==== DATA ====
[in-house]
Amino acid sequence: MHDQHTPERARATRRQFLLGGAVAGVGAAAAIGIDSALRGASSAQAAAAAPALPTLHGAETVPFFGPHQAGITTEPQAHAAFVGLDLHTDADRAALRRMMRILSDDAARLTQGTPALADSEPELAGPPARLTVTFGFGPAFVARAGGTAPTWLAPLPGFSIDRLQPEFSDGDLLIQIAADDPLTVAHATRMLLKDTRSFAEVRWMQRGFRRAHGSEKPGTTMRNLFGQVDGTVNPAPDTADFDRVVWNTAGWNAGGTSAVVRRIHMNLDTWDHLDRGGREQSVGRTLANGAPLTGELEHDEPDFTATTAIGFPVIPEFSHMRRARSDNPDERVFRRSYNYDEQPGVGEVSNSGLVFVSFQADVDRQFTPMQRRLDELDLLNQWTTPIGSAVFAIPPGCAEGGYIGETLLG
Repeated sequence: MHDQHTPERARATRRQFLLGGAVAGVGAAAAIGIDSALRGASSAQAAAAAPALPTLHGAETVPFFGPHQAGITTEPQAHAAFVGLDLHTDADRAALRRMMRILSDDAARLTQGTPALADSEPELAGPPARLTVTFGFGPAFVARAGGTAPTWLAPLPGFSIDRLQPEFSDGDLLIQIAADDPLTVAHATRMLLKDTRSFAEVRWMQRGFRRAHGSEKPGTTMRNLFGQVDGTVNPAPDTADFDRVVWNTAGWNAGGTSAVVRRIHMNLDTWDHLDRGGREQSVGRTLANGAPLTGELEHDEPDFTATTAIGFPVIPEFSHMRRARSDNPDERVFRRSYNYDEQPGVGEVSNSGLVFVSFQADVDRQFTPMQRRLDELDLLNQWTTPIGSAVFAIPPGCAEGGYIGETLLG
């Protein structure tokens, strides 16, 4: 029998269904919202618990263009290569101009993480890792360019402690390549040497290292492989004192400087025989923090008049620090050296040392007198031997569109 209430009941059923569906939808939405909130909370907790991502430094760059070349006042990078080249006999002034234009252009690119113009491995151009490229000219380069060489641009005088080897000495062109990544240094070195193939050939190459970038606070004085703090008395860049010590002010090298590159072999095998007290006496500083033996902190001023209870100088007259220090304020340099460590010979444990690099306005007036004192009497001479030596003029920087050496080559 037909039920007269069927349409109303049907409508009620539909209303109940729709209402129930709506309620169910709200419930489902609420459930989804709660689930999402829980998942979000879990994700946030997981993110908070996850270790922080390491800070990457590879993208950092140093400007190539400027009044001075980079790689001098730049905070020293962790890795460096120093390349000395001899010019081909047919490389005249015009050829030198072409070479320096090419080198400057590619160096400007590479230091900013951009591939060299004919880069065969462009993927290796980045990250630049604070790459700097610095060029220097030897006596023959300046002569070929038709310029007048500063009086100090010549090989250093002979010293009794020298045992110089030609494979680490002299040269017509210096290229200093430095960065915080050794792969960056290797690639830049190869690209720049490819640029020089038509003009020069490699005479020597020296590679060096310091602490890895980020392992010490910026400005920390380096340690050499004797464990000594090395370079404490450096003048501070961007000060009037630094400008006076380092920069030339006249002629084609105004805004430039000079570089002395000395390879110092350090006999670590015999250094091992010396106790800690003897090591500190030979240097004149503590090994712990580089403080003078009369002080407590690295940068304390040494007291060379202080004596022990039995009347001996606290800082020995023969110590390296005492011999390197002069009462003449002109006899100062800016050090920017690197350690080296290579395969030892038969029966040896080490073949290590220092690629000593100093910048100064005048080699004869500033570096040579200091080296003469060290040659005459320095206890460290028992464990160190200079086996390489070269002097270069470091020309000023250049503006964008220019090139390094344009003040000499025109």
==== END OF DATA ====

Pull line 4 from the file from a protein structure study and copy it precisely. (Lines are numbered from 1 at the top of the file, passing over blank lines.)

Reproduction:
């Protein structure tokens, strides 16, 4: 029998269904919202618990263009290569101009993480890792360019402690390549040497290292492989004192400087025989923090008049620090050296040392007198031997569109 209430009941059923569906939808939405909130909370907790991502430094760059070349006042990078080249006999002034234009252009690119113009491995151009490229000219380069060489641009005088080897000495062109990544240094070195193939050939190459970038606070004085703090008395860049010590002010090298590159072999095998007290006496500083033996902190001023209870100088007259220090304020340099460590010979444990690099306005007036004192009497001479030596003029920087050496080559 037909039920007269069927349409109303049907409508009620539909209303109940729709209402129930709506309620169910709200419930489902609420459930989804709660689930999402829980998942979000879990994700946030997981993110908070996850270790922080390491800070990457590879993208950092140093400007190539400027009044001075980079790689001098730049905070020293962790890795460096120093390349000395001899010019081909047919490389005249015009050829030198072409070479320096090419080198400057590619160096400007590479230091900013951009591939060299004919880069065969462009993927290796980045990250630049604070790459700097610095060029220097030897006596023959300046002569070929038709310029007048500063009086100090010549090989250093002979010293009794020298045992110089030609494979680490002299040269017509210096290229200093430095960065915080050794792969960056290797690639830049190869690209720049490819640029020089038509003009020069490699005479020597020296590679060096310091602490890895980020392992010490910026400005920390380096340690050499004797464990000594090395370079404490450096003048501070961007000060009037630094400008006076380092920069030339006249002629084609105004805004430039000079570089002395000395390879110092350090006999670590015999250094091992010396106790800690003897090591500190030979240097004149503590090994712990580089403080003078009369002080407590690295940068304390040494007291060379202080004596022990039995009347001996606290800082020995023969110590390296005492011999390197002069009462003449002109006899100062800016050090920017690197350690080296290579395969030892038969029966040896080490073949290590220092690629000593100093910048100064005048080699004869500033570096040579200091080296003469060290040659005459320095206890460290028992464990160190200079086996390489070269002097270069470091020309000023250049503006964008220019090139390094344009003040000499025109």